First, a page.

Dissecting Positive Thinking
Some people say that positive thinking is nothing but a delusion. It is… to them. Yes, only to them. To them who think that positive thinking is just a fantasy, it is. What we think things are – they are. Our thinking shapes our truth. It is the brush we use to paint our reality. It doesn’t mean though that what we think about something is correct and is the absolute truth. The reality that our brush called thinking painted doesn’t apply to everyone.
To them who think positive thinking doesn’t work, it won’t. They’d better not try it because their efforts are deemed to fail. It’s unlikely though they would try, given the kind of mindset that they have.
Those who consider positive thinking as a crap also think of people who embrace it as not attuned to reality. Reality? Whose version of reality have the positive thinkers failed to tune in to? Have the idealists, realists, pragmatists, and existentialists (insert more “ists” here) already settled their disputes as regards the nature of reality? What I know is that the debates on whether reality is absolute or relative have not ended conclusively yet.
It’s so tempting to ask the question, “Is reality real?” Well, I just did but I will no longer explore that topic. Let me just share how Ran Zilca describe reality. He said, “Reality is not outside of you. It only exist in your mind, and you view it through your own unique lens, filtered by your senses, your memories, your mood, and by your thoughts. A different person would look through his or her own perspective, and may describe a vastly different reality, as if the two of you are at not all in the same place and time.”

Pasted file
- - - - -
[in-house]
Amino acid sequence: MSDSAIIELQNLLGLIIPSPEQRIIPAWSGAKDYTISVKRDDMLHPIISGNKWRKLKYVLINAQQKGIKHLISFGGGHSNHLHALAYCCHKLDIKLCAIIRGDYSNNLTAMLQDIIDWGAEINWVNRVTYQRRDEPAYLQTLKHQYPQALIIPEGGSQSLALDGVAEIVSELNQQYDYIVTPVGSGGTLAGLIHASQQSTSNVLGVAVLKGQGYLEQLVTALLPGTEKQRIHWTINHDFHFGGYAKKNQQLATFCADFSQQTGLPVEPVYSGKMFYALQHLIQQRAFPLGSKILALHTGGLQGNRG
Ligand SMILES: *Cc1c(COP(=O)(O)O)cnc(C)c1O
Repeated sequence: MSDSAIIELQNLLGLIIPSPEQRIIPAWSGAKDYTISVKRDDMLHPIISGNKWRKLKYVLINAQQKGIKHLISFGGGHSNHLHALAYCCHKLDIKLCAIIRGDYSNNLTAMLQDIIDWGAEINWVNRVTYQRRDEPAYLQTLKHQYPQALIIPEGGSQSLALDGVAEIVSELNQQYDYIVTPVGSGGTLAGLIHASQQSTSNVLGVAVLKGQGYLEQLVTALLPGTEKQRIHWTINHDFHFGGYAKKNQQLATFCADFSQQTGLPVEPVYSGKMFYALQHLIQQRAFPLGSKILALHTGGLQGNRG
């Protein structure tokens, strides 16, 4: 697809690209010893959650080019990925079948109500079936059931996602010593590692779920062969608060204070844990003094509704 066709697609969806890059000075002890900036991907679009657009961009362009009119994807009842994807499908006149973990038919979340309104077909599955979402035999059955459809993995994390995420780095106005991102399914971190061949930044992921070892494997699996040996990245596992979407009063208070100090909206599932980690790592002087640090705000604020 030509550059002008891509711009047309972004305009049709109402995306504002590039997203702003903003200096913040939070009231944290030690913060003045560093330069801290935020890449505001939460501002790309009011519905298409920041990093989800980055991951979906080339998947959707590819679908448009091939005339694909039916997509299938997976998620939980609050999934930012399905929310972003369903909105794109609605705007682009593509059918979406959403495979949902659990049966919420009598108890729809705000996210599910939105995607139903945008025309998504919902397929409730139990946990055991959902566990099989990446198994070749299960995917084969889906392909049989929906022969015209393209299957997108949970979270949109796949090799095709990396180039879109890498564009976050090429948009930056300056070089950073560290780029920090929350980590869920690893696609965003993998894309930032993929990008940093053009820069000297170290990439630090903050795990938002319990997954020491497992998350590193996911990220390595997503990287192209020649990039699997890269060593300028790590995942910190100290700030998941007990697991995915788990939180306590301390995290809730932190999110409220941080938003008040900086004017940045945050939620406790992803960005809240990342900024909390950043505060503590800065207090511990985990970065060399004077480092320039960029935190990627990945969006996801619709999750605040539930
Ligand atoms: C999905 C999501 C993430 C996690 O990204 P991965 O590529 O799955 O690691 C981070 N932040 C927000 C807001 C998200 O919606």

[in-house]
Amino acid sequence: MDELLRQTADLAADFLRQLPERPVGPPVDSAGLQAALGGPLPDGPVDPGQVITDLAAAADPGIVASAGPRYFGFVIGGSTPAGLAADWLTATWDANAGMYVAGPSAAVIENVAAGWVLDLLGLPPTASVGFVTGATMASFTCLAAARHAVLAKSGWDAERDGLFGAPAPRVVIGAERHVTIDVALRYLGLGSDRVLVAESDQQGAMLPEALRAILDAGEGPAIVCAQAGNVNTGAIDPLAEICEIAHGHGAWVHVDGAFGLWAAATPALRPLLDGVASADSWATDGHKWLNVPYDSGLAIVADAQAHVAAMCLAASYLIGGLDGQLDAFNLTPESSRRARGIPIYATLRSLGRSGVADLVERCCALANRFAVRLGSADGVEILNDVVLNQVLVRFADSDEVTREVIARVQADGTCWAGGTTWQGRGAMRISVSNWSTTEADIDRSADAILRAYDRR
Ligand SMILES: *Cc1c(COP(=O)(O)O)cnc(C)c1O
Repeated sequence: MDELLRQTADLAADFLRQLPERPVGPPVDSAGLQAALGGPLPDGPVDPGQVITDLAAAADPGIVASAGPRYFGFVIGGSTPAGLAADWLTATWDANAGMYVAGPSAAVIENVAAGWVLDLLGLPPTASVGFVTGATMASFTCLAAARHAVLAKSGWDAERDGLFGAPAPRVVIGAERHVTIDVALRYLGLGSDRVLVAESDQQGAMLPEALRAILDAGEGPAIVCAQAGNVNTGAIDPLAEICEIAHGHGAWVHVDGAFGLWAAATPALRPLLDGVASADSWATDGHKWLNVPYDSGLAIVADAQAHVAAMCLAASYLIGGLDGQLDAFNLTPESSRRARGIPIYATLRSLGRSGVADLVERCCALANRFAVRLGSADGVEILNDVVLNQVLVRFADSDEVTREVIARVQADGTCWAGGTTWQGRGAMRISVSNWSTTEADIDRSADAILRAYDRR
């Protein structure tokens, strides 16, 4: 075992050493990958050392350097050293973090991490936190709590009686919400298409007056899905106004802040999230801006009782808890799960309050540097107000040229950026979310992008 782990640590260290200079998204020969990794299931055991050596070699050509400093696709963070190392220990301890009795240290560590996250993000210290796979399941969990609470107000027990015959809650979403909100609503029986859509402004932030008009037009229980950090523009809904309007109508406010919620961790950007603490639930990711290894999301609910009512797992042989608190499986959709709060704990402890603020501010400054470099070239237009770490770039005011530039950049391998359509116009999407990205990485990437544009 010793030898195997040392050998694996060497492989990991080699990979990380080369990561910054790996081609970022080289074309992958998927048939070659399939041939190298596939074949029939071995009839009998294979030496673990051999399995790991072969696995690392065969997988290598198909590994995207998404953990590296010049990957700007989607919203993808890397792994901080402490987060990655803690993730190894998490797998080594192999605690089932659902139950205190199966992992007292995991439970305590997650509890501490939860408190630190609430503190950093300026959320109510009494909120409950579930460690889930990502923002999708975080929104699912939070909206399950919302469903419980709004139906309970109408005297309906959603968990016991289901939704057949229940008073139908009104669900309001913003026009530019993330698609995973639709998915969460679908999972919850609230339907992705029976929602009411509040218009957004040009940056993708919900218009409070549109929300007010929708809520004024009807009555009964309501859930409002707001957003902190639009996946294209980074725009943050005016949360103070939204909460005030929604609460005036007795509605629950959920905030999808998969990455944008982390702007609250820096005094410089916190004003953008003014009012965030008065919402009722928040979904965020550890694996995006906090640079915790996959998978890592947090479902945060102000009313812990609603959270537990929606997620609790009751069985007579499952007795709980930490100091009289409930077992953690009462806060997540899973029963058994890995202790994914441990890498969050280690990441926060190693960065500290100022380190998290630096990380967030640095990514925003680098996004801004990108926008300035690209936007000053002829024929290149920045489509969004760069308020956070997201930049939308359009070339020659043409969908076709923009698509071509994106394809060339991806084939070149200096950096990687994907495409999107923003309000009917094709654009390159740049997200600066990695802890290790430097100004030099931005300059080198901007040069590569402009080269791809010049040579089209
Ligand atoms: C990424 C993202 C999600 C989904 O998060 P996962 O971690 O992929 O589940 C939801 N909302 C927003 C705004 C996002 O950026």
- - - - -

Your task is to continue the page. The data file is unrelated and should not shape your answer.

So, nobody should force on anyone the version of reality informed by his or her personal experiences and painted by the kind of thinking that he or she has.
But is it really necessary to run the gamut from classical to contemporary philosophies to discuss and argue the essence of positive thinking? That is tantamount to analysis paralysis. Positive thinking is not an issue to be resolved but a decision to be made. Accept it if you think it works. If not – reject it.
There is no need to argue the rightness and wrongness of positive thinking because it is not a moral issue? Positive thinking does not involve a difference of belief but it is a matter of preference. There’s no moral dispute.
If for example I chose to be optimistic, hopeful , and cheerful, I am not disagreeing with the pessimists. I am merely exercising my right to decide which mindset I would bear. My decision to embrace positive thinking would not affect the pessimists. It would not harm them. Would it harm me? How in the world could a mental attitude that expects good results and a successful future harm the person having it?
Critics better not say that positive thinking has no academic credibility, that no empirical evidence could be provided to prove that it works. They are probably ignoring the latest findings in the field of brain science and are not seeing how practices related to positive thinking, like meditation and mindfulness, have been gaining wide acceptance. There are lots of studies conducted to establish a scientific foundation for this idea.
In another article I wrote on positive thinking, I cited the works of Marc Guidi and Hans Villanueva as examples of studies that have been helping positive thinking develop academic credibility.
Evidence proving that positive thinking works are difficult to ignore, unless the critics are intentionally turning a blind eye. A website called “The Pursuit of Happiness” published an article entitled “Review of Key Studies on Mindfulness and Positive Thinking.” The said article is a list of links to several studies conducted in the areas mentioned in the title (of the said article).